Rick
Rick
  • Hometalker
  • Ankeny, IA
Asked on Aug 7, 2019

How to adjoin a future carport roof to an existing garage roof?

SusanGinger the farm galSeth
+5

Answered

I'm planning on putting in a carport on the side of my house. I would like to join the car port roof with 5ft roof over the front of the garage. I'm new to roofing. I'll explain what I have concocted in my head and let the experts correct me and give me some tips on how to do it properly. The concrete pad will be 20ft long along the side of the house, by 12 ft wide. I want to put 6x6 support posts on the edge of concrete pad. I'm not sure how far to place these from the concrete edge. I'll notch the tops of these supports and place two 2x12s on either side to support the roof. (similar to how I support my pergula) I'd like to build a "half" hip joint roof from the house to these supports. (half hip joint would be from the peak down. My big hurdles are how do I join the existing roof from the garage to the car port? Do I just frame around what is already there? Do I need to deconstruct part of what already exists? Thank you for all help and tips. Please provide any links, photos, or literature you think would be helpful.

6 answers
  • William
    on Aug 7, 2019

    First off check your local building codes to see if you can do it. The building department may be able to provide you with some concepts. This will involve permit and inspections. You may be able to put in a free standing carport without codes.

  • William, as always, hit the nail o the head. Exactly what I would have suggested. Anything attached to a structure requires a permit and inspections and must adhere to local code. Better to be safe than sorry.

  • Lynn Sorrell
    on Aug 7, 2019

    here are some ideas(just remember it is youtube) you are taking on some major construction alot to check into as William & Naomi stated check first and foremost into building code & permits if you are even allowed to do somethimg like this. a solitary structure might be better option since it will not mess up house at all & better check with home owners insurance too it might be messing up coverage if you change any existing structure read fine print.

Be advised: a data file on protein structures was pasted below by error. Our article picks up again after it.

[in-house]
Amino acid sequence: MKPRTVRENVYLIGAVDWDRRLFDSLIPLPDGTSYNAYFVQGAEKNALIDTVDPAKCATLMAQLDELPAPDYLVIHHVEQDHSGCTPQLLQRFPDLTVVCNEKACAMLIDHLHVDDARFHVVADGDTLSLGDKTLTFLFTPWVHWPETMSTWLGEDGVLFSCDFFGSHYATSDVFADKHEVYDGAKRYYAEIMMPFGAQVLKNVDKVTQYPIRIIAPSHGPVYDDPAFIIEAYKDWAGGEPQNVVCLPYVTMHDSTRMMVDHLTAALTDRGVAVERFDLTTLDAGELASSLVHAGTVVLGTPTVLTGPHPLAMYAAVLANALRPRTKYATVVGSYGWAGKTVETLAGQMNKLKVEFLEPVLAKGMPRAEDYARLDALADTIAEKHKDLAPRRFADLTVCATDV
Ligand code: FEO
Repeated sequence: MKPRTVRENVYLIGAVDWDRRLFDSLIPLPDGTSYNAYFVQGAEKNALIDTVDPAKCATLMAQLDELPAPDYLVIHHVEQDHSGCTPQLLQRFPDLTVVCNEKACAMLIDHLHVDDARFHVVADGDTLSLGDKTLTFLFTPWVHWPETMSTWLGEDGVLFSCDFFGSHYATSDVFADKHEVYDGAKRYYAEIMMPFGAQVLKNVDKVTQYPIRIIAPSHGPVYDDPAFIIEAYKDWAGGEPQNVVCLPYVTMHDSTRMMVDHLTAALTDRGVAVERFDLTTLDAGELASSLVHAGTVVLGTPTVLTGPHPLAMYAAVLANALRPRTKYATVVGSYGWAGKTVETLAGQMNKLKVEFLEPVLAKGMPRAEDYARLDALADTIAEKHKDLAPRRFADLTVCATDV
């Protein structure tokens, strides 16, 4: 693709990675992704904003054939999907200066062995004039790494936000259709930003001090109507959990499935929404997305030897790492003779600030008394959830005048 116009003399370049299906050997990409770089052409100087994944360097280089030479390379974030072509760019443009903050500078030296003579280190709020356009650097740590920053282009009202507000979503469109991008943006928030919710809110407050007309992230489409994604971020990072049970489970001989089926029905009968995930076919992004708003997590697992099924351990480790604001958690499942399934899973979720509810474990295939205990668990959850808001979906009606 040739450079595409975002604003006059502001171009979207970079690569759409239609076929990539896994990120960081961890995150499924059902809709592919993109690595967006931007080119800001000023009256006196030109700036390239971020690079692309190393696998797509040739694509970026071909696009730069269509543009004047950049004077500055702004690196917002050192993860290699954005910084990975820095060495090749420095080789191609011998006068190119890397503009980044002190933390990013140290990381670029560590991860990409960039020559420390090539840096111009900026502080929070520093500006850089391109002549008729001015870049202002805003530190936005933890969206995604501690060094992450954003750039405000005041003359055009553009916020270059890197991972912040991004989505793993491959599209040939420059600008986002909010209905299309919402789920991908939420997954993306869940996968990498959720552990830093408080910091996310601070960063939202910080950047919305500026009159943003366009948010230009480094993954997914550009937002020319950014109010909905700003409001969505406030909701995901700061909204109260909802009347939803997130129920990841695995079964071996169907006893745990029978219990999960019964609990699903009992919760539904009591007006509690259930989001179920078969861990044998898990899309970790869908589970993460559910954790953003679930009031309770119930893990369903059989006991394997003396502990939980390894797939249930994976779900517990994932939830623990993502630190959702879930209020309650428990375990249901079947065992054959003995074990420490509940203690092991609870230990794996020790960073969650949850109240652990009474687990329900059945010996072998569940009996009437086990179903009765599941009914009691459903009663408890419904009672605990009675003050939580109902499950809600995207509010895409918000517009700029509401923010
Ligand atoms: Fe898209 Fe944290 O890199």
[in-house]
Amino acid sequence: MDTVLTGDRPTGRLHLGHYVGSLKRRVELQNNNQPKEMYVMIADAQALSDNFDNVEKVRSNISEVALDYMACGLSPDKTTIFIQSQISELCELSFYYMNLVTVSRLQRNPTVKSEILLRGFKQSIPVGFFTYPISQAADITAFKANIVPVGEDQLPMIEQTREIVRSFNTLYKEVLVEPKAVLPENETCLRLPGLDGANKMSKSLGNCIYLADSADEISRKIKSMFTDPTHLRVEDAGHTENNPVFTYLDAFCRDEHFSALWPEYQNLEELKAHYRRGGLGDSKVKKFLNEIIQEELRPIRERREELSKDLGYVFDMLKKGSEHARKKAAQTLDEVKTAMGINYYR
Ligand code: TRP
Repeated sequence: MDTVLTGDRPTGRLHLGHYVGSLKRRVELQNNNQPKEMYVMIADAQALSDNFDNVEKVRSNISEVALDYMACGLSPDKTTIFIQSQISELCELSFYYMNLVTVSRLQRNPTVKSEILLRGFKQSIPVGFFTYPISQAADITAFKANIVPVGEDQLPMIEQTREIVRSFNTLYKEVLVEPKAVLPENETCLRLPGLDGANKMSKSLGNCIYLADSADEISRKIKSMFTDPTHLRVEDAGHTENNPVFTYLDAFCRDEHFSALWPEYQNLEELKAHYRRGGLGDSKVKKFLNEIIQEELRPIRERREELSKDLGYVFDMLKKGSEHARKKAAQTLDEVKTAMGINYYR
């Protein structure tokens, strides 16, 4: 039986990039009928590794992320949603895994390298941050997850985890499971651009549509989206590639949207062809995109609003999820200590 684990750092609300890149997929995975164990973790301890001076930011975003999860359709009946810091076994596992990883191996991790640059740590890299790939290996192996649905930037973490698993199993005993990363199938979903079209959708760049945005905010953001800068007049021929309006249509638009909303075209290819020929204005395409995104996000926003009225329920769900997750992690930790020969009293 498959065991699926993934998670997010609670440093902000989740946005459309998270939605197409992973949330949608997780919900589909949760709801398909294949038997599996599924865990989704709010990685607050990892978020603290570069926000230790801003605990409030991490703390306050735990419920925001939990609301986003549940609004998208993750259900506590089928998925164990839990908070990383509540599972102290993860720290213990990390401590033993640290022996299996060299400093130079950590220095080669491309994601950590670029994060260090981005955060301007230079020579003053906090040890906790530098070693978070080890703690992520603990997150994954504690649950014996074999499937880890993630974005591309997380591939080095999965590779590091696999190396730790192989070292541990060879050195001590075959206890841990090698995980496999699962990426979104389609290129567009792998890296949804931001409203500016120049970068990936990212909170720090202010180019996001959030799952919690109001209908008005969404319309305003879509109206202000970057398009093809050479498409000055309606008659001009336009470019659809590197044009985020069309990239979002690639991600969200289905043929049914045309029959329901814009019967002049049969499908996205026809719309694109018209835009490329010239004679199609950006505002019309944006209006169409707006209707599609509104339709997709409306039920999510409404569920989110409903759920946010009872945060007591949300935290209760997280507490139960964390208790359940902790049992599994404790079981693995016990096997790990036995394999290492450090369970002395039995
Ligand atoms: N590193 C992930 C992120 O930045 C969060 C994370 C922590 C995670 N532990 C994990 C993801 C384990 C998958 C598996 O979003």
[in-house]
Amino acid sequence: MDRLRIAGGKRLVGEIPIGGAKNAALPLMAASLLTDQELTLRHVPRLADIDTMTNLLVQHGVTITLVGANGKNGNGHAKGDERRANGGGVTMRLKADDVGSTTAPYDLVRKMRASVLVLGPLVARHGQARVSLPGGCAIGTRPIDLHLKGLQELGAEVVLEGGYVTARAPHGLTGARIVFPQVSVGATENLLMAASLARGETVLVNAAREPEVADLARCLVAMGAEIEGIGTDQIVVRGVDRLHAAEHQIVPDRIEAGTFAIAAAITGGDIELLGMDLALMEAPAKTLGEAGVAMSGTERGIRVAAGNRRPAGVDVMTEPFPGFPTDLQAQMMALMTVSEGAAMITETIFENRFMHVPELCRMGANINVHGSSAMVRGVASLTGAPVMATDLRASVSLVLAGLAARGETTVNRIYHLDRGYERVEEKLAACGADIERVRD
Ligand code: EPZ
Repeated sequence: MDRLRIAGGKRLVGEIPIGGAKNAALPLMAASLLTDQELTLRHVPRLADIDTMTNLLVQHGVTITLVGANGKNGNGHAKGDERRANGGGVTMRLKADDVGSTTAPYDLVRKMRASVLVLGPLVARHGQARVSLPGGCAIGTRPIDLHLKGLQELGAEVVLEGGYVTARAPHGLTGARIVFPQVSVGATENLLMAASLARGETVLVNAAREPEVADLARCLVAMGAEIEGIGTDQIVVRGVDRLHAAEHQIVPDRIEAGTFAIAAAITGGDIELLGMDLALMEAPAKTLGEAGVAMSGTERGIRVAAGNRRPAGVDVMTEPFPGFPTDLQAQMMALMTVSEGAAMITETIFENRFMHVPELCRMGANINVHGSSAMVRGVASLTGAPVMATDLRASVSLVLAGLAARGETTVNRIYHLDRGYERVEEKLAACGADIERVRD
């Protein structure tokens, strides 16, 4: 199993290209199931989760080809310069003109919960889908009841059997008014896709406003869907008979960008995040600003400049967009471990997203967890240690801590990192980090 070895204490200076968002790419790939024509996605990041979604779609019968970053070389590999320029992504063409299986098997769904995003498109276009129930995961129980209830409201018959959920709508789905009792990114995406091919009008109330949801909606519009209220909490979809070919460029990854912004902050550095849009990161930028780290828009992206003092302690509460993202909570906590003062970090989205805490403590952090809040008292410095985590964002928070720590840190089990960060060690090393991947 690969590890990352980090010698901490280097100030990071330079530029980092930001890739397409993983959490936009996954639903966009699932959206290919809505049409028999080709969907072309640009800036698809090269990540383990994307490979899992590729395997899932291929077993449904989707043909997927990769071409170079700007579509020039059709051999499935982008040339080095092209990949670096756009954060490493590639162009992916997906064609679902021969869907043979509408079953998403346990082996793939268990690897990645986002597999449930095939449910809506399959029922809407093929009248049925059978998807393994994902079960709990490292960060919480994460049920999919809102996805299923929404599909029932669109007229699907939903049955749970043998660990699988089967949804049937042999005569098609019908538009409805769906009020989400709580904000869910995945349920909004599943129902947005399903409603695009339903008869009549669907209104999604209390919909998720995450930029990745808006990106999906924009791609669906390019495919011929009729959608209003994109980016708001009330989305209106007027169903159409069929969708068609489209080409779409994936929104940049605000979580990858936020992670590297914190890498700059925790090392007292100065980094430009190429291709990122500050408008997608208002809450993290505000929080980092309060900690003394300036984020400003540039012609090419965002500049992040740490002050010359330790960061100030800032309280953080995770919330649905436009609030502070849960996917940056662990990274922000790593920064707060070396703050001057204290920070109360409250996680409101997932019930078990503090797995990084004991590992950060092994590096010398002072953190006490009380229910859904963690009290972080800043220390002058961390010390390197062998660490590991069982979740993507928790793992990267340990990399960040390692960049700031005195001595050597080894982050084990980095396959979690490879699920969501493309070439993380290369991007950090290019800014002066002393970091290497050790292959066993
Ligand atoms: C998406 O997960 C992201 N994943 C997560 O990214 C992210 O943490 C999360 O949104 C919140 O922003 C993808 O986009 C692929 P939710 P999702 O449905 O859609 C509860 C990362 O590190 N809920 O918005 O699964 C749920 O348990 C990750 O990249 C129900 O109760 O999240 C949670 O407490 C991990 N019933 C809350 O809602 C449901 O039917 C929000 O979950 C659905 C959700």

• Seth
    on Aug 7, 2019

    Rick,

    Whatever you ultimately determine is allowed is going to have to be engineered for snow load. You will most likely need to submit an "As Built" plan with an engineer's stamp to get permitted.

  • Ginger the farm gal
    on Aug 7, 2019

    Just a though, I'd do a lean to on the blank wall on the side

    • Ginger the farm gal
      on Aug 8, 2019

      Just a thought. Since the side yard it not really being used, you could make it as long as you wanted and drive thru to the back yard still. I guess it depends also if you want to give up your drive way, don't know if parking on the street is allowed and how much company you have. Best wishes on your addition. Blessings :)

  • Susan
    on Aug 7, 2019

    Sorry, but this is definitely not a DIY project unless you have extensive construction knowledge. Let me dig a little deeper for you...


    The first thing that comes to mind is SETBACK. You will have to have a zoning variance (not an easy accomplishment) to construct anything within a certain distance of your property lines. Your property isn't large enough for your project. In my area, setback is generally 5 feet but is calculated using a complicated formula by your local Permits & Inspections or Zoning department. You can't get a building permit without a variance which is like a hearing before city officials.


    And I doubt you will be granted a variance because what you are wanting to do entails "encroachment" on the adjacent property.


    A permit will require very detailed plans be submitted for approval and you have to have them stamped by a licensed engineer before you can even begin the permit process.


    And, if that's not enough, your completed project will have to be inspected at various stages. I've seen completed projects fail inspections and have to be completely torn down. Like, within 10 days!


    Bottom line? Not for the faint of heart!




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